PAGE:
One of my favorite podcasts related to productivity is the Home Work podcast by Aaron Mahnke and Dave Caolo. They offer substantive, helpful ideas to be mindful and deliberate about work life. On Episode Six Dave introduced me to David Seah’s Emergent Task Planner.

David Seah’s Emergent Task Planner

This simple tool helps me to determine my priorities for the day and block time for these most important actions during the day. If you take a look, you’ll notice that you’re prompted to first jot down just three major tasks. David is kind enough to provide three more spaces, but the point is that you realistically can’t complete 12 major tasks in a single day. Identifying the three most important tasks is really helpful for me in terms of making sure I have the time and space during the day to get these done. There’s a great area on the planner to block time during the day in 15 minute increments so that you can ink in the meetings you already have scheduled, with a not so subtle reminder that you also need to make time for your most important tasks.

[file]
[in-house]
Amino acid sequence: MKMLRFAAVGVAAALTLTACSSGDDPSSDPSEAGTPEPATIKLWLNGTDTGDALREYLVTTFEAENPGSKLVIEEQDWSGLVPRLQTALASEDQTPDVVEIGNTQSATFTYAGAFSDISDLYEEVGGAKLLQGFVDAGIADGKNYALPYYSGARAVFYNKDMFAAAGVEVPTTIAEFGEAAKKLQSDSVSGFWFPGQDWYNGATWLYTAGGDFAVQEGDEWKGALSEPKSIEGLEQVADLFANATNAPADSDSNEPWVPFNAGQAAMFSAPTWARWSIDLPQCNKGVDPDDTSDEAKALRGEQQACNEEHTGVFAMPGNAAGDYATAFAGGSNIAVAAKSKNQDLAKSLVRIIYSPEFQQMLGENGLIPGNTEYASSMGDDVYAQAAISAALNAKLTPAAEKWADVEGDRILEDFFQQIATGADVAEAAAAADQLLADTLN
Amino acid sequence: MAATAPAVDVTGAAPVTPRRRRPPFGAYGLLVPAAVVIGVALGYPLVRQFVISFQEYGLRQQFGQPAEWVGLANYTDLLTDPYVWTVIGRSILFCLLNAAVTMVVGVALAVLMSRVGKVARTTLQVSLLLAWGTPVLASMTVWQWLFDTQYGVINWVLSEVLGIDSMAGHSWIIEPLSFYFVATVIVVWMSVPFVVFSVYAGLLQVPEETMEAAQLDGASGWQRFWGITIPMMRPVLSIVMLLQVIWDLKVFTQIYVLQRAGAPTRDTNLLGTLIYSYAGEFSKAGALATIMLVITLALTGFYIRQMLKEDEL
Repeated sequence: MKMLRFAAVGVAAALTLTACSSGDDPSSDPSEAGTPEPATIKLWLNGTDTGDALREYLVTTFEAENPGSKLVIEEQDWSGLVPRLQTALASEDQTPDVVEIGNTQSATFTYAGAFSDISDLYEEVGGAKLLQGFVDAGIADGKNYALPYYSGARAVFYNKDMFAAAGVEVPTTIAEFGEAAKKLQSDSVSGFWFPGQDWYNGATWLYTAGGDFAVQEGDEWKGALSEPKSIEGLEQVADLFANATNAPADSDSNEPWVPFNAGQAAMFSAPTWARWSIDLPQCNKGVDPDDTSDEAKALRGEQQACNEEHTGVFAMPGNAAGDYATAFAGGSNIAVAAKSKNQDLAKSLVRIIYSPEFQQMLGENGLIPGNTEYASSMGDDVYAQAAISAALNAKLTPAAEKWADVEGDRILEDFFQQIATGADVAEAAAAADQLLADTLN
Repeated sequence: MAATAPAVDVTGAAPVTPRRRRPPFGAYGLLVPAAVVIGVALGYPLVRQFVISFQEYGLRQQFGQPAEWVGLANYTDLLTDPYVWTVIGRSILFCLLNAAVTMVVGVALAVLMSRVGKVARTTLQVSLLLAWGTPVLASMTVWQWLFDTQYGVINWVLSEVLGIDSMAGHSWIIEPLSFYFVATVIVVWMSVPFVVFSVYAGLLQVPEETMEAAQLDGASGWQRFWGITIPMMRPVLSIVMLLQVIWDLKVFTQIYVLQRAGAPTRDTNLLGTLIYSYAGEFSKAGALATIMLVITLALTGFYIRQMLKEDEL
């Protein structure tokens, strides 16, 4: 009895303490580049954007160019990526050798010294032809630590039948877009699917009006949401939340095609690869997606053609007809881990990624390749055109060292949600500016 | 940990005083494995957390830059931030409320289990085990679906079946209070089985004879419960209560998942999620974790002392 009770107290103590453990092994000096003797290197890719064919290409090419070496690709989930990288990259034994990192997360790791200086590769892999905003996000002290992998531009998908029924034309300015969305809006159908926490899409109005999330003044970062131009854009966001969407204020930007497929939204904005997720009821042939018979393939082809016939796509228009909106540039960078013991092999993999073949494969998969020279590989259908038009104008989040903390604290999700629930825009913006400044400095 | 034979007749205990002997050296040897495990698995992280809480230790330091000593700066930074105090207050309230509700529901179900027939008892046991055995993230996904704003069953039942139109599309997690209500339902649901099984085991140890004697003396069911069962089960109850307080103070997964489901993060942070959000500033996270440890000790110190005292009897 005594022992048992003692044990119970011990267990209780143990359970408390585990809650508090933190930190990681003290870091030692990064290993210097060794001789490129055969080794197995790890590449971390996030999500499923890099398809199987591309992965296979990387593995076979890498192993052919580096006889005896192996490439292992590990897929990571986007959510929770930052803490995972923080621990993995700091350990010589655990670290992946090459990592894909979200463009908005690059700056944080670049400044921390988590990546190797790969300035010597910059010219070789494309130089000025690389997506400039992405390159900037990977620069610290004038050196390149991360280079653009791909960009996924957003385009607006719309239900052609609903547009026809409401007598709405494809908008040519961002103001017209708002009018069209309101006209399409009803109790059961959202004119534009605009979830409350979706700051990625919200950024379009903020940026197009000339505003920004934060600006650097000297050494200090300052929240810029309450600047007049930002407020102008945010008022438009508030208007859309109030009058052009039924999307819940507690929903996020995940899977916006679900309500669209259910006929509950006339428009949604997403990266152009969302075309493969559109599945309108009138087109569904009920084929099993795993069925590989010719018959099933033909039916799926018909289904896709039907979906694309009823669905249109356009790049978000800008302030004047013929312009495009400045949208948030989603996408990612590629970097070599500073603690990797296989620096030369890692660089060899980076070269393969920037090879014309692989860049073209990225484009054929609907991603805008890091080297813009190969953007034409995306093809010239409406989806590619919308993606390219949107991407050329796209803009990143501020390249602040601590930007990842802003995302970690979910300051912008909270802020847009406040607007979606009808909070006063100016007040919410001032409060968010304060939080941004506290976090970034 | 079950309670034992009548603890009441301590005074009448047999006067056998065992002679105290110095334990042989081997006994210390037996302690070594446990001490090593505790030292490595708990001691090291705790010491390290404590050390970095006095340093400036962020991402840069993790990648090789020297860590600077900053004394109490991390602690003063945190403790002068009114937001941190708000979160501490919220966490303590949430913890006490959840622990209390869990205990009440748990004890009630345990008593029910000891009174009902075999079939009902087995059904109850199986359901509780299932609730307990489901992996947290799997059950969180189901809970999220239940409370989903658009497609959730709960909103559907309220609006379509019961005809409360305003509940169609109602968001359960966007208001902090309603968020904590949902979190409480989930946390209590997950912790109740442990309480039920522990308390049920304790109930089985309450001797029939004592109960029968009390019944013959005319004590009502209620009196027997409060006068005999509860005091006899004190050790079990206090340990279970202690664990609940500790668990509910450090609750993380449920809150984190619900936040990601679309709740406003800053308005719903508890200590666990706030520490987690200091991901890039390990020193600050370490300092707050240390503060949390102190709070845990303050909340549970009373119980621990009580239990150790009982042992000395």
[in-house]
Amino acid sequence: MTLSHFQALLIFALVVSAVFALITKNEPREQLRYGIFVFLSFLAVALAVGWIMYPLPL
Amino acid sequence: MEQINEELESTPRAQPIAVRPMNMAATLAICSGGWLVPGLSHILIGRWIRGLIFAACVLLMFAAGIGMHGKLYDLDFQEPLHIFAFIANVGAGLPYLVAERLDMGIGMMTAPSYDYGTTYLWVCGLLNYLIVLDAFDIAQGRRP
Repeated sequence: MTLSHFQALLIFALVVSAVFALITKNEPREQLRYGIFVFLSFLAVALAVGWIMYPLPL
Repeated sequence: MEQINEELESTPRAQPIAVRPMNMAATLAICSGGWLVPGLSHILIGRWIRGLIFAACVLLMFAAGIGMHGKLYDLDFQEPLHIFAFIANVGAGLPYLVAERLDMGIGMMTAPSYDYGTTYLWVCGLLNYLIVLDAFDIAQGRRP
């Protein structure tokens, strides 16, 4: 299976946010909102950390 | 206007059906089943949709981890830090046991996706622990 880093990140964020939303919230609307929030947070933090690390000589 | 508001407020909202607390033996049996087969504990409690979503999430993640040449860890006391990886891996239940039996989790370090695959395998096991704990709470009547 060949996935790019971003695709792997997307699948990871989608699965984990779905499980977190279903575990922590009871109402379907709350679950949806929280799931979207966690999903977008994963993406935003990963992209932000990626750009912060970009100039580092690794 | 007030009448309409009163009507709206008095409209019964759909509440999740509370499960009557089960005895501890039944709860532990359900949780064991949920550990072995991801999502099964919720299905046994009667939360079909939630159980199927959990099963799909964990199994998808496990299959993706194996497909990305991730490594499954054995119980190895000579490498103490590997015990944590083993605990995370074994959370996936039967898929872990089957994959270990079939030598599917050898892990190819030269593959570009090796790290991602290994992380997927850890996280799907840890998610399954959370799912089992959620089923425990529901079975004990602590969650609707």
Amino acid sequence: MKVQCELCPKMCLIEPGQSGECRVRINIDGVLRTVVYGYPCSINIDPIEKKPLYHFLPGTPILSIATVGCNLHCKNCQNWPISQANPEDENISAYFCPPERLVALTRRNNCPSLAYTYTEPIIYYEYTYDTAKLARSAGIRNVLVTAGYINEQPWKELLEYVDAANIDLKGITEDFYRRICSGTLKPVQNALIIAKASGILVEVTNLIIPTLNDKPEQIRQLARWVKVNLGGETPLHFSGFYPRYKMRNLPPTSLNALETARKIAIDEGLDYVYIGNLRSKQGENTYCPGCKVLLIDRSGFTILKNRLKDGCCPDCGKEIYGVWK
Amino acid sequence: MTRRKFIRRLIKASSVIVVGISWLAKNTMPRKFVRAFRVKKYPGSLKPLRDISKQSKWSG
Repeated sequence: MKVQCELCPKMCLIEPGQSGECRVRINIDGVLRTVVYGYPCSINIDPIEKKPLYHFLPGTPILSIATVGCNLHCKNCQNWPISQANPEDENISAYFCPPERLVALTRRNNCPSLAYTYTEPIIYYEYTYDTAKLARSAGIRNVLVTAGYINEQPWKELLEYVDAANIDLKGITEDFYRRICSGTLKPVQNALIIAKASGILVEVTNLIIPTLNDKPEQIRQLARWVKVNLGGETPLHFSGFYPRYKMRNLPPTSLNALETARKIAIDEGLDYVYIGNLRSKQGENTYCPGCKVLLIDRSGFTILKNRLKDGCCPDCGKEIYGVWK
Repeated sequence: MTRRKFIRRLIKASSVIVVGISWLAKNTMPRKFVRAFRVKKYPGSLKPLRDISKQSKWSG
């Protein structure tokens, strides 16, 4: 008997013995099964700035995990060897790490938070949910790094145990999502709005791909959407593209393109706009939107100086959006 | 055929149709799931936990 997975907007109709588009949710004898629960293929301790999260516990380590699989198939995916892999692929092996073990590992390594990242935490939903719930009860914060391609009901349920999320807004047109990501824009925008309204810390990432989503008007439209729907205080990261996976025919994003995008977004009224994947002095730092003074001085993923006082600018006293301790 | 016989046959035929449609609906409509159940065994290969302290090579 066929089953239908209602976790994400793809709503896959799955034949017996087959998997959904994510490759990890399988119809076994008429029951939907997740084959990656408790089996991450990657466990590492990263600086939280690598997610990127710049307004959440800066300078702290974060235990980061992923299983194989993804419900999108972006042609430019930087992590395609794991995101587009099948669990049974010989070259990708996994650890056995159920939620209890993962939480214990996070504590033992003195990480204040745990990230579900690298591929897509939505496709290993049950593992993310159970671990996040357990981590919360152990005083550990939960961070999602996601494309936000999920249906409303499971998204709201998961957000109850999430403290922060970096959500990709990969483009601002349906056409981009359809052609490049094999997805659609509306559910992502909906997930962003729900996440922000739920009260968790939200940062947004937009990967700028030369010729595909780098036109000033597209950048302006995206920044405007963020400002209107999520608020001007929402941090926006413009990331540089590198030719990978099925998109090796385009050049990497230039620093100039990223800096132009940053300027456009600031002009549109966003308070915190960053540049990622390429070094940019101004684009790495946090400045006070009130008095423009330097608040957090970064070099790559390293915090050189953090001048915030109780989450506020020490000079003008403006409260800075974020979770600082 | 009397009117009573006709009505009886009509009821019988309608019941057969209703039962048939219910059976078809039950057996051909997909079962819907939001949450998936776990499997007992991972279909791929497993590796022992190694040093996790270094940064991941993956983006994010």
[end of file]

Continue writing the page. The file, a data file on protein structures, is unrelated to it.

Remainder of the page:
While I still spend some mornings in my email inbox (like when I recently returned from two weeks away from the Internet), I always start by completing my task planner first. This helps me to make deliberate choices about how I spend my time. I’ve found that it helps me to be more realistic about what I can accomplish in a given day and keeps me focused on what’s most important rather than on what’s right in front of me.

In future posts, I’ll get into how I keep all my projects and tasks organized as well as my approach to using David Allen’s Getting Things Done approach. I’ll also do a round-up of helpful blogs and podcasts. For now, though, download a copy of the Emergent Task Planner (or buy the pre-printed pads on Amazon) and start your day off productively.